Peace Corps Writers

Life's A Campaign
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Life’s A Campaign
What Politics Has Taught Me About Friendship, Rivalry, Reputation, and Success
by Chris Matthews (Swaziland 1968–70)
Random House
September 2007
196 pages

Reviewed by Ken Hill (Turkey 1965–67)

CHRIS MATTHEWS ENJOYS an advantage over most of his peers; he was a practitionerPrinter friendly version before he was a pundit. When he returned from Peace Corps service, Matthews worked on Capital Hill for several years and actually ran for Congress on a unique platform — no contributions please . . . idealism didn’t carry the day.
His experience is apparent as he weaves his tales and makes the points in his new book, Life’s A Campaign. Matthew’s sense of humor, insights and experience in the political arena serve him well as a pundit. They inform and enrich this book as well as his television programs “Hardball” and “The Chris Matthews Show.”
His fans will find Life’s A Campaign a fun read. Political junkies, especially “inside the beltway” types, are likely to keep it on their shelves. (In the spirit of disclosure, I am a fan.) This book is pure Chris Matthews — gobs of anecdotes, tons of personal memories (including Peace Corps), homilies aplenty (“Lie with dogs and you’ll pick up fleas”), and ample generalizations (“The folks who win elections are big listeners.”) * Oh, really?!
Matthews delves into the “how to” realm of much of his life, career and mentors, using anecdotes grouped around themes to draw life lessons. Sometimes they’re spot on, sometimes quite a stretch. The twenty-five of them constitute Matthews’ vision of politics as life. It may seem he’s feeling his age a bit (still young by my standards).
Page by page, Matthews makes assertions and draws conclusions, often quoting his mentors and heroes. His frequent and almost reverential referrals are to Tip O’Neill, such as “Loyalty is everything in this business — whatever the business.” One might well question the assertion; loyalty can hardly be revered as a singular virtue, witness its disastrous impact via the current Administration.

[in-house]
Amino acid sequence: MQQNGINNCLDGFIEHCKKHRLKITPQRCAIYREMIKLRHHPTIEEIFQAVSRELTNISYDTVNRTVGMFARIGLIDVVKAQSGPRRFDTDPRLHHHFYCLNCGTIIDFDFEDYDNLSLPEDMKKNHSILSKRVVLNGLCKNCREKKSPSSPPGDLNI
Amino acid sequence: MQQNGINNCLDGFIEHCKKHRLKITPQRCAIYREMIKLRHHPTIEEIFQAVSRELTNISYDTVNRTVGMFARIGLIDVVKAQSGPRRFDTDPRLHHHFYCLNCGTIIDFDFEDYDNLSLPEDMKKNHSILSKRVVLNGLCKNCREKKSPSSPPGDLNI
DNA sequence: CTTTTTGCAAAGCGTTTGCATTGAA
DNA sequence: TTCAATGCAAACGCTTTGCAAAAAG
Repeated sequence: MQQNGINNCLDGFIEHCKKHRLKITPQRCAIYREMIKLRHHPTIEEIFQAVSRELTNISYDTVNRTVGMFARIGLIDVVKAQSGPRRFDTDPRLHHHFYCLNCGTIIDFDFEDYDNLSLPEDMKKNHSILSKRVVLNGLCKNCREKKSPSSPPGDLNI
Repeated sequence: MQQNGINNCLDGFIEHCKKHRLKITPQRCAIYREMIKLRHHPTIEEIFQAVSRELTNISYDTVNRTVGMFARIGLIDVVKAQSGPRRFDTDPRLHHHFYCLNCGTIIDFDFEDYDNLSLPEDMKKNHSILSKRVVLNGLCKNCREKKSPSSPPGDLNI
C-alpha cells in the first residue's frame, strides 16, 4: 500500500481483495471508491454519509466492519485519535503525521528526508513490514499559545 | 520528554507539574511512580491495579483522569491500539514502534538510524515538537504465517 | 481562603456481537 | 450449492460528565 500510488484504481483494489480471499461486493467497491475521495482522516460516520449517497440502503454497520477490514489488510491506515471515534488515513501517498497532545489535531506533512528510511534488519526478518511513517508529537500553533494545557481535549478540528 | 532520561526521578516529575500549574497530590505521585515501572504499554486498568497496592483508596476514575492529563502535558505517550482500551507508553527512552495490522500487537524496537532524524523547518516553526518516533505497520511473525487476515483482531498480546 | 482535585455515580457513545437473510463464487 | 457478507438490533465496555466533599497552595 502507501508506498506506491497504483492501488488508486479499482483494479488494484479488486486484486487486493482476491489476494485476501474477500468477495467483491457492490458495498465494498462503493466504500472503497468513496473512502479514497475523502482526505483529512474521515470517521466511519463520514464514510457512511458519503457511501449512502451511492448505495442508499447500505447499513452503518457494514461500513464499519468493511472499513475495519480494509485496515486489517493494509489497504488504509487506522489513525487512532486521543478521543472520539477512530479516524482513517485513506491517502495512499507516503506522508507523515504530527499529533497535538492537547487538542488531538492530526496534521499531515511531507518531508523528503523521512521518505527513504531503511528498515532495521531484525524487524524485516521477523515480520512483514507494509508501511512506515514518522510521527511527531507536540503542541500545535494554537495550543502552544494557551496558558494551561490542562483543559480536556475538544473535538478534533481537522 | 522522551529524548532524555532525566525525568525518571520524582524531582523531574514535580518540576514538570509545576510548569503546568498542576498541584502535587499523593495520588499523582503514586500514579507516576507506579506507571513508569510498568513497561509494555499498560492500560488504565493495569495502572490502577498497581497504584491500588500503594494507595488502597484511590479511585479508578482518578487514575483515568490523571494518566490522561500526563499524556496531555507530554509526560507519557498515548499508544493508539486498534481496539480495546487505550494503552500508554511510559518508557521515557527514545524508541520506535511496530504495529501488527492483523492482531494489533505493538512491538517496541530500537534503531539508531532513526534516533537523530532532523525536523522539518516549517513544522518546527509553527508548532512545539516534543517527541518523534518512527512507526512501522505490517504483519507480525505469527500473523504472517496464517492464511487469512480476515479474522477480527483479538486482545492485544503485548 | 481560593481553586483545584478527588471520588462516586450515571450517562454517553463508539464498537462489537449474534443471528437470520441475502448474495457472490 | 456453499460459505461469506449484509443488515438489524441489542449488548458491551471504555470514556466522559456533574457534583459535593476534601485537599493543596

Nothing if not courageous, Matthews relates a story about Hillary Clinton’s campaign for the Senate to make a point about “listening.” In it, he mentions the Senator, Evita and Machiavelli together in sequential paragraphs, then groups them again on the next page. (He’ll be lucky if she doesn’t read it.)
     Matthews asserts “The biographies of leaders who lack a ‘rite of passage,’ whose public lives begin and end in politics, lack punch. There’s a career there, but no story. When the heroic arc you see in the saga of Teddy and Franklin Roosevelt, of Winston Churchill and John F. Kennedy, is absent, you get only the flat line of ambition.” ** One of Matthew’s rites of passage is clearly his Peace Corps experience referring to it frequently. It’s clear this experience had a profound effect on him, shaping his values and his vision for life.
     Life’s A Campaign is written like Matthews speaks; bits of bravado, clever mischief and much fun. At various junctures it transcends, becoming more serious. But, taking this too far would detract from the fun and, I think, miss the real value of the book. I recommend it as a good read, with some interesting observations about life.
I plan to buy some copies and send them to my “political” friends, especially in Utah, my home state. They shouldn’t miss Life’s A Campaign!


* page 45
** page 145

After his Peace Corps service Ken Hill was a staff member who left the Peace Corps in 1975 to pursue personal business interests. In the mid-90s he and his wife Winnie (Nepal 1966-68) returned to Peace Corps where Ken was Country Director first for the Russian Far East, then Bulgaria and Macedonia. In 1999 he became Chief of Operations for Peace Corps programs in Europe and Asia and was appointed Chief of Staff of Peace Corps during 2001. Ken is now retired and engaged in numerous volunteer and political activities. He is active in Virginia politics, on the Board of the Bulgarian-American Society as well as the Friends of Turkey and chairs a Sister Cities Committee between Alexandria, Virginia and Gyumri, Armenia. He is a former Chair of the Board of Directors of the National Peace Corps Association.

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